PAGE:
Understanding tsunami wave-loading on coastal houses is important to improve the design of coastal structures. There is a significant body of research work on the wave impact on vertical walls and therefore columns [8-13]. While these can give some guidance on the magnitude of tsunami wave loading on coastal houses, the three dimensional nature of house structures and the propagation of a tsunami wave around and through houses make wave impact very different to that on a vertical wall and columns. The Asian tsunami has shown the severe damage that tsunami loading can inflict on various structures [14].

The first loading combination (initial impact) considers surge and debris impact forces as the main lateral load components. This represents the first impact of the tsunami bore. The second scenario (post impact) includes debris impact, hydrodynamic, and hydrostatic forces as the lateral loads. Note that the net hydrostatic forces typically provide an insignificant lateral load to the structure as a whole. However, the hydrostatic force may be more important in the evaluation of loads on an individual element. In addition to the lateral loads, a buoyant force component is included in the post impact event. This force can cause stability problems, including a reduction in the sliding and overturning resistance of a structure. Furthermore, consideration should be given to the rapid rising water level within a structure that has been flooded. This phenomenon can result in significant uplift forces on flooring elements [15].

A Japanese design method for tsunami wave loading considers both the static and dynamic loads together [16]. The force per unit length of the wall is taken as an equivalent hydrostatic load with three times the inundation depth, H, for a tsunami wave with no break-up (Figure 1(a)).

This leads to a resultant force equal to nine times the hydrostatic force of inundation depth H. In the case of wave break-up, an additional triangular pressure distribution to a height of 0.8 H with base pressure of 2.4 ρgH (where ρ is density of the water and g is the gravity constant) is superimposed (Figure 1(b)). This leads to an equivalent force of around 11 times the hydrostatic force of inundation depth H. If the height of the building is less than 3 H, then the pressure distribution is truncated at the height of the building.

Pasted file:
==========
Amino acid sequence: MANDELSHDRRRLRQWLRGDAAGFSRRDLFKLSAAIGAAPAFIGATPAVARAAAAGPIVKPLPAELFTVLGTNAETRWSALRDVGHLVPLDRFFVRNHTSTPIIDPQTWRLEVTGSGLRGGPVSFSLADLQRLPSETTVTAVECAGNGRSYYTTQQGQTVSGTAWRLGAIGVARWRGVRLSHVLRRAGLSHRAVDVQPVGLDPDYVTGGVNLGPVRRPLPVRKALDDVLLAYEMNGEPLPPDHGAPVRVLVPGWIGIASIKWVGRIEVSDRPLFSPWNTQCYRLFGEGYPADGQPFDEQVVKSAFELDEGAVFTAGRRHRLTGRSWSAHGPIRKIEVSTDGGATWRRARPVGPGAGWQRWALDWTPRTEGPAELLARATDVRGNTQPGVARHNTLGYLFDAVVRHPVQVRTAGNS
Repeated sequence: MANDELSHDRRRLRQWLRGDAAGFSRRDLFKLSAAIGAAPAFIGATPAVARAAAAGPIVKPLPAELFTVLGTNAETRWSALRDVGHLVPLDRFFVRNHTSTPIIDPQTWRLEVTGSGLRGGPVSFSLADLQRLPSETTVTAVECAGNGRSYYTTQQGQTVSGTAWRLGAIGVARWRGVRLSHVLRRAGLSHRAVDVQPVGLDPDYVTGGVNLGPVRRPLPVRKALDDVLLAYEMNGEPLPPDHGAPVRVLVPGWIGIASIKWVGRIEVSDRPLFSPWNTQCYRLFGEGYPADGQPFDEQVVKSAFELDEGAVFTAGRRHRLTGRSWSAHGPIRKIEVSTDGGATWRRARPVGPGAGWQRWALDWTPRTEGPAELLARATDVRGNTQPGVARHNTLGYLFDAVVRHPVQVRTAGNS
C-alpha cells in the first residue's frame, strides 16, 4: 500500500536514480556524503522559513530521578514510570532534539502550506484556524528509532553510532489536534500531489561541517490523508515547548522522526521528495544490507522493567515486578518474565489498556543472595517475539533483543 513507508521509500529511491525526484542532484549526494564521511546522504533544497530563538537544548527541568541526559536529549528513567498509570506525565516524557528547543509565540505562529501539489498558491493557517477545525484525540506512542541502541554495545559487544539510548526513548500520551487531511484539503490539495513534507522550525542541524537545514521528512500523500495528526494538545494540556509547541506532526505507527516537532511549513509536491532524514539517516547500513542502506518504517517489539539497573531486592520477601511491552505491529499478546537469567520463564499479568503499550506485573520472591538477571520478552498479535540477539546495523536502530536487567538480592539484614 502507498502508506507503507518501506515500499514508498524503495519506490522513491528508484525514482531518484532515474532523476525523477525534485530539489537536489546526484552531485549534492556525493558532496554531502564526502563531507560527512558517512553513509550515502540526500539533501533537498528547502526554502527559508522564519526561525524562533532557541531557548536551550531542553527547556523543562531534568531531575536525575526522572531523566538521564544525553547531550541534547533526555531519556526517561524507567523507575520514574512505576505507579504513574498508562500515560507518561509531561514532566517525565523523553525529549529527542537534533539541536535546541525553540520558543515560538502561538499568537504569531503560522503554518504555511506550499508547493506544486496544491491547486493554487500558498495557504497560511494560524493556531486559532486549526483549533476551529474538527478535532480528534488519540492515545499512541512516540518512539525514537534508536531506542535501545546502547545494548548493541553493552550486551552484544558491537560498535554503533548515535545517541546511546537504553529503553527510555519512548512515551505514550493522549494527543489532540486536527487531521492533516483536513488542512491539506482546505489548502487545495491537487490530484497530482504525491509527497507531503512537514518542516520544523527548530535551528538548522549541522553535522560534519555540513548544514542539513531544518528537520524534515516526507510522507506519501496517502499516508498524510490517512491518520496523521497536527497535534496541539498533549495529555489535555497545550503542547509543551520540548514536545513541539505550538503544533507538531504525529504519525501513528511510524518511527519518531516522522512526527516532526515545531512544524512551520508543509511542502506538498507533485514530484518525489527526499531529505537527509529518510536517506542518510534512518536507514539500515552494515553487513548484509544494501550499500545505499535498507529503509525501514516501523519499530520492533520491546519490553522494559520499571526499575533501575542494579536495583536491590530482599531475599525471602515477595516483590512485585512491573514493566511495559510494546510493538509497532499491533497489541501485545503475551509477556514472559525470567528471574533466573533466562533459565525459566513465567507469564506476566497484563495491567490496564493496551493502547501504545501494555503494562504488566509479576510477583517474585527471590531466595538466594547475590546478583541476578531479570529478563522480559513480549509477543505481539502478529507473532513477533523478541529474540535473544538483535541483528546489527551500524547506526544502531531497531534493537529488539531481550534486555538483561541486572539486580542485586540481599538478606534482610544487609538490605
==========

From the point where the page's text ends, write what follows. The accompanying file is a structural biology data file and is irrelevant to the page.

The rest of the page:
The US Army’s coastal engineering research centre’s technical note also provides guidance on wave force on a shoreward vertical wall [17]. This guidance is based on the work of two researchers [18,19]. The tsunami wave force per unit length of the wall is given as a sum of hydrostatic force and dynamic force. It was shown that, for most cases, the tsunami wave force is 4.5 ρgH2. This is in line with the Japanese design method as it is nine times the hydrostatic force of inundation depth H.

The US Federal Emergency Management Agency’s [20] coastal construction manual provides the total wave

Figure 1. Tsunami wave pressure based on the Japanese design method. (a) An unbroken wave is equivalent 3 times of hydrostatic pressure; (b) About 11 times if the wave breaks.

load (hydrodynamic and hydrostatic) on a vertical wall (height ≥ 2.2 H) of a coastal residential building to be about 11 times the hydrostatic force with inundation depth H.

Another way to consider the tsunami wave loading is to consider it as consisting of three components [21]:

1) Hydrostatic,

2) Hydrodynamic and,

3) Impact loading.

An important part of the hydrodynamic loading depends on the drag coefficient CD, which varies between 1.25 and 2 [22]. FEMA recommends a drag coefficient of 1.25 for width-to-inundation-depth ratios of 1 to 12. If the wave is taken to be normal to the house wall, hydrodynamic loading per unit length of the wall can be shown to be five times that of the hydrostatic force. Impact loading can be shown to be a function of the impact coefficient Ct.

It can be deduced from a research in Japan and New Zealand [23] that Ct depends on the angle of wave front at impact, and its value is typically between 1.7 and 3 as bore angles vary from 22.5˚ to 45˚. The impact force based on the above values of Ct can be shown to be 12 times that of the hydrostatic force. In conclusion, the literature review suggests that the overall loading per unit width can be as high as 18 times the hydrostatic force. However, this is an upper limit and the actual value may be lower. More research is needed to understand the impact loading on houses as the past research has concentrated on vertical walls without openings such as doors or windows.

3. Analytical Models

In the present research it is assumed that due to the impact loads of tsunami one column of an RC frame collapses, then the stability of the frames needs to be evaluated. A four-bay and 3-story RC frame structure was selected as a analytical model for considering the phenomenon of impact loads of tsunami disaster. To verify the results and reliability of the research, the specifications of the frame was based on an experimental model from the research of Yi et al. [24]. Experimental model of Yi is one of rare and the most recent experimental researches in assessment of system-level progressive collapse therefore verification of analysis can be confirmed in comparative method.

The experimental model is a four-bay and eight-story RC frame structure which was designed in accordance with the concrete design code of China. A third-scale model of the lower three stories of the original frame was constructed for the collapse experiment.

In the analytical model (Figure 2), the frame is in equilibrium position with applied forces. In Push-down analysis method of this research, the reaction of middle

Figure 2. Loading configuration of analytical model.